July 31, 2022

Using Computer Vision to Blur License Plates

Using Computer Vision to Blur License Plates

This project started out as an attempt to figure out whether I had really been spotting an abnormally high number of Teslas--specifically Model Ys--driving past me on my walks for the past two months. The plan was to record footage of my trips, ideally with Meta's Ray-Ban Stories, and then use an object detection computer-vision model to analyze the footage and gauge whether the frequency of white Teslas was actually significantly greater than that of any other car model I come across regularly. However, after thinking about this for more than 2 minutes and chalking it up to the Baader-Meinhof Phenomenon, I decided to switch my focus to license plate detection and blurring instead, as that has a lot more practical use cases (e.g. editorial images and car rental platforms).


  • Javascript + HTML/CSS
  • Bootstrap
  • Nodejs + Express
  • Fabric.js
  • Roboflow
  • Unreal Engine

Gathering Data

To train a computer to identify objects, you need to feed it data to iterate over and learn more about using a specific algorithm, precisely data that contains the tagged patterns you want it to recognize. This model can then be used to identify those patterns in the new data you provide to it.

That's the general gist of the process, albeit a bit simplified. I knew I would have to feed my model lots of images of license plates. The tricky part was figuring out how I was going to get images (with permissive licenses) to populate the dataset. I considered walking around and taking pictures of cars and license plates in the neighborhood, but that felt weird and invasive. Plus, the idea of a mostly 5'11/6ft-tall (depending on my mood), rarely-smiling African guy, taking pictures of random people’s cars somehow didn’t seem like a viable or safe option for me.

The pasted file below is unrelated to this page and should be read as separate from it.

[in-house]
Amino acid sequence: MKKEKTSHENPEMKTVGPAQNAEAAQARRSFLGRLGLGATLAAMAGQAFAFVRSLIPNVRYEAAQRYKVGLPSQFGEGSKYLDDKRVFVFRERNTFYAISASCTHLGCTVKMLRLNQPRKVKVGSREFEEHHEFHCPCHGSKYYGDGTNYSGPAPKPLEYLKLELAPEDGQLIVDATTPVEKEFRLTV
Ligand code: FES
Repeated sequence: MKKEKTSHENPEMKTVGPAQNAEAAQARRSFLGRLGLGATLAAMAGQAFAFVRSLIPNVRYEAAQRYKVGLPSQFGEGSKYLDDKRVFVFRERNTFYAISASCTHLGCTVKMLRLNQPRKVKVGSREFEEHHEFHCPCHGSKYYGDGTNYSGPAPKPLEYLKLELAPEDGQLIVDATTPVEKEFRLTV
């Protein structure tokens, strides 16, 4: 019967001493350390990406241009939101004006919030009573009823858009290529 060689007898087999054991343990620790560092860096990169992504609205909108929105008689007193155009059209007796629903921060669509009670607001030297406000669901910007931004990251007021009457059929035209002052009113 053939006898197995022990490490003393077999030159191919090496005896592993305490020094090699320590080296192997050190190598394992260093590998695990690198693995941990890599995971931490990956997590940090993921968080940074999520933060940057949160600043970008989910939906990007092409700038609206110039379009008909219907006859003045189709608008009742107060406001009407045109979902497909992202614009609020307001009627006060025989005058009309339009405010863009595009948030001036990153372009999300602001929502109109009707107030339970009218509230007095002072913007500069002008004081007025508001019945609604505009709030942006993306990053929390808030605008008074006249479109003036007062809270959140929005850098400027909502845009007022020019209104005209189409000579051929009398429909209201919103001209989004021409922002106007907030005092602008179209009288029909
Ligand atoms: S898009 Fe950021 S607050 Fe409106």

Then it occurred to me, why not try using synthetic data? Unreal Engine recently released a City Sample project, which uses the assets in The Matrix Awakens: An Unreal Engine 5 Experience. With this playground, I could simulate different lighting conditions and capture pictures of cars at any angle.  

Changing the lighting in the scene in Unreal Engine.

Although this is a virtual environment, I figured the photorealism of the assets in the UE5 engine would provide enough data to apply to real-world scenarios, so I set up different camera positions in the scene at different times of day and recorded footage.

Training the Model

Since all the car assets and license plates were present in the scene as 3D models, I considered setting up a script to automatically generate annotation data, instead of having to tag the data manually afterward. However, I only gave myself a day to do all the capturing and training, so I wanted to avoid coding during this stage, if possible.

In that vein, I decided to use Roboflow to handle the entire training and model generation process. Their platform simplified the process of tagging the license plates in the source data I uploaded, and I was able to breeze through hundreds of images pretty quickly. With this initial dataset, I decided to train the model to see if I was getting anywhere.

Annotating license plates in Roboflow

After fifteen minutes or so, the model generation process was complete, and the results were looking good, with a mean average precision (mAP) of 81.7%. This 'mAP' is a metric used to measure an object-detection model's performance based on the dataset, Roboflow explains the concept well here if you want to learn more. Now it was time to test the model on fresh data, I uploaded a few photos of parked cars, and the model not only detected some of the license plates in the images, but it also falsely detected a few objects that weren't license plates.